] This looks good except that ncallout is still based on MAXFILES,
] without this being fixed I think people might get bitten by
] raising the tuneable too high then being unable to allocate
] enough callouts. Can you take a look at this and make sure there's
] nothing else using MAXFILES like that?
Everywhere else uses the value of the variable, rather than
the value of the MAXFILES manifest constant; this is true for
4.3-release, if not for -current, so -current should be checked
too, I suppose, but I can't see someone intentionally adding
I actually also have a question for you: what bad things really
happen if ncallout is (relatively) much smaller than maxfiles?
As far as I can tell, it doesn't cause real problems...
The "ncallout" value should technically be a power of 2; I think
the code in the various machdep.c is probably broken, and that
the valloc() ought to use "callwheelsize" instead of "ncallout",
so that "callwheelbits" is not inaccurate, nor is "callwheelmask".
In any case, I really can't see how to easily do this at runtime,
short of stuffing a SYSINIT(SI_SUB_TUNABLES, SI_ORDER_ANY) into
param.c; that really won't work, since the machdep.c code is
executed very early on in the boot cycle.
It seems that it needs to have a more direct reference to a:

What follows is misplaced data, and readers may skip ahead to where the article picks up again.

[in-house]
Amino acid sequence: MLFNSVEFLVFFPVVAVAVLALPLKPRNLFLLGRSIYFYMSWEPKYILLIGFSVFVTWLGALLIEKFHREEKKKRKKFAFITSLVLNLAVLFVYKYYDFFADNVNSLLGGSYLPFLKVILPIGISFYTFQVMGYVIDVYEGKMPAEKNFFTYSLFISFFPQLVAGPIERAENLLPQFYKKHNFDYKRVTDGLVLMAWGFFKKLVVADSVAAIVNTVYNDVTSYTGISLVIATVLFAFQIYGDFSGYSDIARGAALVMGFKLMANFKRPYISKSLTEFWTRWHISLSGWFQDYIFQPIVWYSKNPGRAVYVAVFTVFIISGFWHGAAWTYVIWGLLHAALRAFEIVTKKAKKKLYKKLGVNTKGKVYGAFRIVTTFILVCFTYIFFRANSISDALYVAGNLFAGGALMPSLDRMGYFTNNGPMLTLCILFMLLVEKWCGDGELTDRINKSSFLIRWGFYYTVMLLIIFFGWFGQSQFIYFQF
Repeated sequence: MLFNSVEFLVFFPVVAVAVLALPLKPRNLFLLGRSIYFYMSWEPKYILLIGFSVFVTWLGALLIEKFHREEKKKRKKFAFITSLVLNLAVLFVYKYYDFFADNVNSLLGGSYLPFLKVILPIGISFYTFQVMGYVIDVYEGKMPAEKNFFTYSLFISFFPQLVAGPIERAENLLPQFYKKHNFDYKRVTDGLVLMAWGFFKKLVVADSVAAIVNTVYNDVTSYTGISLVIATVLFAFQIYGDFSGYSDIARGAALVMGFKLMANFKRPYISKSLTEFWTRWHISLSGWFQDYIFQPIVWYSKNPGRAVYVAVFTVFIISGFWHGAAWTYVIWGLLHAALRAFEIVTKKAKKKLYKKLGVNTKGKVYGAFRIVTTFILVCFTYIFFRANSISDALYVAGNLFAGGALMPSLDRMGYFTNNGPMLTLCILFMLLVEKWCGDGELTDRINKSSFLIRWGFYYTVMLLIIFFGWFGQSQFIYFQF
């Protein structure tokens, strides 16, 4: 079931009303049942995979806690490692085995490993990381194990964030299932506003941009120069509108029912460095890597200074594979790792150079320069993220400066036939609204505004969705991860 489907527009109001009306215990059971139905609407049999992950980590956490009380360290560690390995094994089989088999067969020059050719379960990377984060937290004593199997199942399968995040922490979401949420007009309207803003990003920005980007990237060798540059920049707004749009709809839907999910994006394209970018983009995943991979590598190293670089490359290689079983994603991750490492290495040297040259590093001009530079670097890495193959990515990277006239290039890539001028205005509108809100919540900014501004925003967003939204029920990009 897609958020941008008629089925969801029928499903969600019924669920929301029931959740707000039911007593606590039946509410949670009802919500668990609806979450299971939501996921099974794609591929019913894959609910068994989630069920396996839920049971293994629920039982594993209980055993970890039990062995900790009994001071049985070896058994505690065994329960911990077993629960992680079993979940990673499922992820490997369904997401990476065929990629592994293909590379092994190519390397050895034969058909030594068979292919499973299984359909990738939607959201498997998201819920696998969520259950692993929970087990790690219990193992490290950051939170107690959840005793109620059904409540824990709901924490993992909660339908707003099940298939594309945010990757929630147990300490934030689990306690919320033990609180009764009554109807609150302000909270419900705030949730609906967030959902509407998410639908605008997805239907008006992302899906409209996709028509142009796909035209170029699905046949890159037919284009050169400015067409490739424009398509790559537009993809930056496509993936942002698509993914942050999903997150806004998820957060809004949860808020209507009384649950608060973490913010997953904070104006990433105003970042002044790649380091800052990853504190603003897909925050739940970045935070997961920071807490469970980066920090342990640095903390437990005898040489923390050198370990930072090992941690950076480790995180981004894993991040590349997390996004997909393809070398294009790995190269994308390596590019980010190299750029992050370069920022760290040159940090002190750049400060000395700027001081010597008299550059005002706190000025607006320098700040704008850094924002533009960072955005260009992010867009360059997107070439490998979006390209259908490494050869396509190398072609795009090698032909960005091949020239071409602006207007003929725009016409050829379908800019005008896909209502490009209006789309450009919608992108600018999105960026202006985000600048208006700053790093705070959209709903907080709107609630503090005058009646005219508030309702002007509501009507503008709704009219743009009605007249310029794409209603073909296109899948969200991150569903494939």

TUNABLE_INT_FETCH("kern.ncallout", 0, ncallout);
Early on in cpu_startup().
I guess if you want to get technical, the fact that the sockets
and so on are allocated based on the value of maxfiles, and set
themselves based on a maximum value of both means that the
sockets stuff should be ripped out as a tunable entirely, and
left to rely only on maxfiles (not MAXFILES).
I guess that should you also want to get technical, the sysctl
for kern.maxfiles should really be read-only after boot, and
not read-write, since the socket structures have already been
(incorrectly) sized by the time you have a chance to adjust the
number in user space.
FWIW: ncallout is actually a larger can of worms than I wanted
to open, which is why I didn't just make it its own tunable...
would that be an acceptable compromise?
Any opinions in this posting are my own and not those of my present
or previous employers.
To Unsubscribe: send mail to [EMAIL PROTECTED]
with "unsubscribe freebsd-current" in the body of the message